All in all, I had a fabulous time. I'm glad I helped create a successful model for fundraising that is both fun and raising (the roof). It was by far one of the more entertaining things one could have done on Valentine's Day, and it was for a good cause. There are only so many ways to make free chocolate taste better, and that's having it come out of your nose from laughing too hard.

Described in caption
Obieblog's own Daniel Tam-Claiborne on the stage with MCs Derry Kiernan and Julia Metzner.


Described in caption
Auctionee Nicole Laux set the stage for the evening as the first student to be auctioned off, and then proceeded to bid on practically every other auctionee.


Described in caption
Marcelino Echeverria sported the snazziest outfit of the evening, a bright red snowsuit.


Elisa seated on stage
Conservatory student Elisa Rega went for the highest bid, $40, of the evening after she demonstrated her yoga flexibility.


Responses to this Entry

you Bloggers and your outlandish statements.

"ask any Oberlin student and they will say that Oberlin is not a place to "date.""

what? people at oberlin date. there isn't a singular 'dating scene,' to be sure, but people have meaningful relationships (however they define either of those words) all the time.

and i would happen to define a date as spending scheduled time with someone i'm interested in. romantically. or whatever. not every time i get coffee or lunch with a friend.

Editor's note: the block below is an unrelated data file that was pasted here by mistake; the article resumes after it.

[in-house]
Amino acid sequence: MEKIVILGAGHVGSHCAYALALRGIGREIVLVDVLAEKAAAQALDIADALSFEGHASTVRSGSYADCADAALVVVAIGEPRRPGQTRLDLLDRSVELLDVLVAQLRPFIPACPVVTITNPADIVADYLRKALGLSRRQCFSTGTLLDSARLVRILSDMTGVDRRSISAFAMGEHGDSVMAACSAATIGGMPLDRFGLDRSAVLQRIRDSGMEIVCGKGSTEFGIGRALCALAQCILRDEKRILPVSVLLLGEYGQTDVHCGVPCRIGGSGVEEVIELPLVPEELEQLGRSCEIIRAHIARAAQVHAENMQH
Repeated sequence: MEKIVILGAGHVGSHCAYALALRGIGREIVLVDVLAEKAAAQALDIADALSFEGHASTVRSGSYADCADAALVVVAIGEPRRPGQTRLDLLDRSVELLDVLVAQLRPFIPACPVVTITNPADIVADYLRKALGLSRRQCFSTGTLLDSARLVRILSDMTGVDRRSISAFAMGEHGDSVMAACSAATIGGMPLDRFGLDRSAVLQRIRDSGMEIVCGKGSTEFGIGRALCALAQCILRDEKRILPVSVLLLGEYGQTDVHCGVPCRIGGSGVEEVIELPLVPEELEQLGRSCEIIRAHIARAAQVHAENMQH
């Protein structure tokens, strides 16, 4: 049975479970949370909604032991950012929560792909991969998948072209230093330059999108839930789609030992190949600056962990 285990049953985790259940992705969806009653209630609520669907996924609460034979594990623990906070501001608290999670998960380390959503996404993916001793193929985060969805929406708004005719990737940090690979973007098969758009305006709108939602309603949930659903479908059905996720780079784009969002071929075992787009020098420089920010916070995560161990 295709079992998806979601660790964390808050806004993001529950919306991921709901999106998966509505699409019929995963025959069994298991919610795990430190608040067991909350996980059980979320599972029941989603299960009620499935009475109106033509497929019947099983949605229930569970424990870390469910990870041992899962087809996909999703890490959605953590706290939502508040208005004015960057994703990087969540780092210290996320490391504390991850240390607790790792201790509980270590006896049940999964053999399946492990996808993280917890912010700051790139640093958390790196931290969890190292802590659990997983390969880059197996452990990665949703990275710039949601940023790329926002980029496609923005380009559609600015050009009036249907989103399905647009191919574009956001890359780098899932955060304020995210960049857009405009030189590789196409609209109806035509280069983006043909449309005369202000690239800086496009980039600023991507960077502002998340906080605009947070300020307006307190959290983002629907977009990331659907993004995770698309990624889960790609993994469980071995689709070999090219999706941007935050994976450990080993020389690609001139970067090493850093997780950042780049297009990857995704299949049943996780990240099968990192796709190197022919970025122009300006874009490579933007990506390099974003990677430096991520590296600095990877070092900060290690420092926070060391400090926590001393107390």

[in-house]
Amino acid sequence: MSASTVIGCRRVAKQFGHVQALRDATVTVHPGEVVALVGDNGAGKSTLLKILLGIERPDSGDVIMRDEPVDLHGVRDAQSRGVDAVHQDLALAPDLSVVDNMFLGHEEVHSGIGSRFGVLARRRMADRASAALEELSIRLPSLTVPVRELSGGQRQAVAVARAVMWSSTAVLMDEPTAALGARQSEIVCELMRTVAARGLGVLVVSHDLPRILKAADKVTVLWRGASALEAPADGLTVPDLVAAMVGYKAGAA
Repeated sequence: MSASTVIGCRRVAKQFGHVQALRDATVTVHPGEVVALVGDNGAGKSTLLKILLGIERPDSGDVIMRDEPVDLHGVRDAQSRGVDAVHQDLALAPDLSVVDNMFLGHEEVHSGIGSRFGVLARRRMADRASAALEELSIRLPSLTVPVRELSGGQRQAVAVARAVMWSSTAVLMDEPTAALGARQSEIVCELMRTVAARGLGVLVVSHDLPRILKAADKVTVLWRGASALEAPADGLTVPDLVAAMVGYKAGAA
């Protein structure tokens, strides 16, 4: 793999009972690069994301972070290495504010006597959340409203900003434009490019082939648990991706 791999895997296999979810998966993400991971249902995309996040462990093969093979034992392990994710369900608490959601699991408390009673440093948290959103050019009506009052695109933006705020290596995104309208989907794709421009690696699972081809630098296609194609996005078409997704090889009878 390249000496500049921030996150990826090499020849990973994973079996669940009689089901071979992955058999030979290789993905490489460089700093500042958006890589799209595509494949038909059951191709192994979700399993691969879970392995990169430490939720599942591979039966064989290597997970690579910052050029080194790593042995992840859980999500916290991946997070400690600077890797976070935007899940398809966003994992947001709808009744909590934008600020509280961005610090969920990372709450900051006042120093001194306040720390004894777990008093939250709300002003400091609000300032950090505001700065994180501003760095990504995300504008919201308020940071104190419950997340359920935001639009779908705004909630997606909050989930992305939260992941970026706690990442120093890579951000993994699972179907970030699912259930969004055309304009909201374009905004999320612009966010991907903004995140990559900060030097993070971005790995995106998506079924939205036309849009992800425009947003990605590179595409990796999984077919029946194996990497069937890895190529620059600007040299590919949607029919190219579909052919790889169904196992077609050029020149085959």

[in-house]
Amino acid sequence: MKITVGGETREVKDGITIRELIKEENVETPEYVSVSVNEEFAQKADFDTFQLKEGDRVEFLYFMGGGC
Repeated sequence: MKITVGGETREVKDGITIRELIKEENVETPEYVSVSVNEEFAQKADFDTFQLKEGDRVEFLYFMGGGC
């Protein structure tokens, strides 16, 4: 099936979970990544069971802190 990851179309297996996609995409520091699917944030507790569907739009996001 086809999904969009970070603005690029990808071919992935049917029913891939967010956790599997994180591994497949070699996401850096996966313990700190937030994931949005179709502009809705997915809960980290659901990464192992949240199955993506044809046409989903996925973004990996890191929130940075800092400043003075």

dating happens! people do it! successfully! and unsuccessfully (whatever that means). although i will admit that the noun "a date" and the verb "to date" have very different meanings/contexts for different folks.

Posted by: Lillie on February 17, 2009 10:04 AM

I don't know what is scarier: the Oberlin dating scene (which you pretty accurately described) or the fact that despite so many people so hostile towards dating, we've all heard the statistic that 70% of us marry another Obie.

Date auctions have always been funny things. I remember working with Sandhya on ours, and ensuring that not only were the dates covered financially (at least partially), but that there were a range of sexual orientations up for bid. It's one of those Oberlin things that doesn't go unnoticed. But then, after all that work, some of us wind up bidding on our friends because we know nothing would make us happier than an excuse for a fancy dinner with them.

Posted by: Sean on February 17, 2009 11:38 AM

I'm not saying we're not romantic as hell or that our relationships are meaningless, just that we're untraditional and dislike nomenclature.

It's not that Obies abhor happiness, we just want to be original in our actions. Or something.

Posted by: Ma'ayan on February 17, 2009 4:07 PM

Why do I have a feeling that I inspired at least one of your levels of couplehood?

Also, you realize that Oberlin's collective reluctance to date pushes actually GOING on dates into the rare "so retro it's actually cute and romantic" category. I'd call that a win/win situation.

Posted by: EM on February 17, 2009 10:41 PM

>> we're untraditional and dislike nomenclature

Huuuuge knock knock. I have never had so many discussions about what to call significant others, the idea of saying "your" or "my" with regards to a human, etc. It's also so... normal feeling here. Obies are so independent and individual that they want to ensure their relationships preserve their independence.

Posted by: Sean on February 19, 2009 11:48 AM

The MC's are cute.

Posted by: Anonymous on February 26, 2009 9:28 AM

I just got around to reading this because I was googling myself. Does that make me a bad person?

Lovely observations. You got it down to a t(ee)?


Posted by: Sandhya on April 9, 2009 2:20 PM

I google myself sometimes. Glad to know that you're associated with me in another way.

You should read these blogs cause they're great :D

Posted by: Ma'ayan on April 9, 2009 2:24 PM